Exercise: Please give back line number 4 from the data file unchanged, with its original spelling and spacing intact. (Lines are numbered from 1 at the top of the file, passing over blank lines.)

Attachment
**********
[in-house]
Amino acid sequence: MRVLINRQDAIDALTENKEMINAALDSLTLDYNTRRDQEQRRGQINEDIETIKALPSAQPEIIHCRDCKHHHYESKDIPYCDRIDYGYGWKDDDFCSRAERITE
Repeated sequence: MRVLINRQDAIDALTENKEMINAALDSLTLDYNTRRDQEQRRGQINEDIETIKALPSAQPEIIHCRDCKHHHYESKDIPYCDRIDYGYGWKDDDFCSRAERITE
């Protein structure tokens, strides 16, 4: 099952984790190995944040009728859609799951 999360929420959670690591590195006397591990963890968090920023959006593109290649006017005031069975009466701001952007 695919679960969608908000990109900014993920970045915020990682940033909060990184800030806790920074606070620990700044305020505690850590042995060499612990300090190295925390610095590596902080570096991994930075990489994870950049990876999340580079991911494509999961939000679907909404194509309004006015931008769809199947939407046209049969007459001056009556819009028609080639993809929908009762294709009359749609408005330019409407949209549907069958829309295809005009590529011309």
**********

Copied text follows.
């Protein structure tokens, strides 16, 4: 099952984790190995944040009728859609799951 999360929420959670690591590195006397591990963890968090920023959006593109290649006017005031069975009466701001952007 695919679960969608908000990109900014993920970045915020990682940033909060990184800030806790920074606070620990700044305020505690850590042995060499612990300090190295925390610095590596902080570096991994930075990489994870950049990876999340580079991911494509999961939000679907909404194509309004006015931008769809199947939407046209049969007459001056009556819009028609080639993809929908009762294709009359749609408005330019409407949209549907069958829309295809005009590529011309």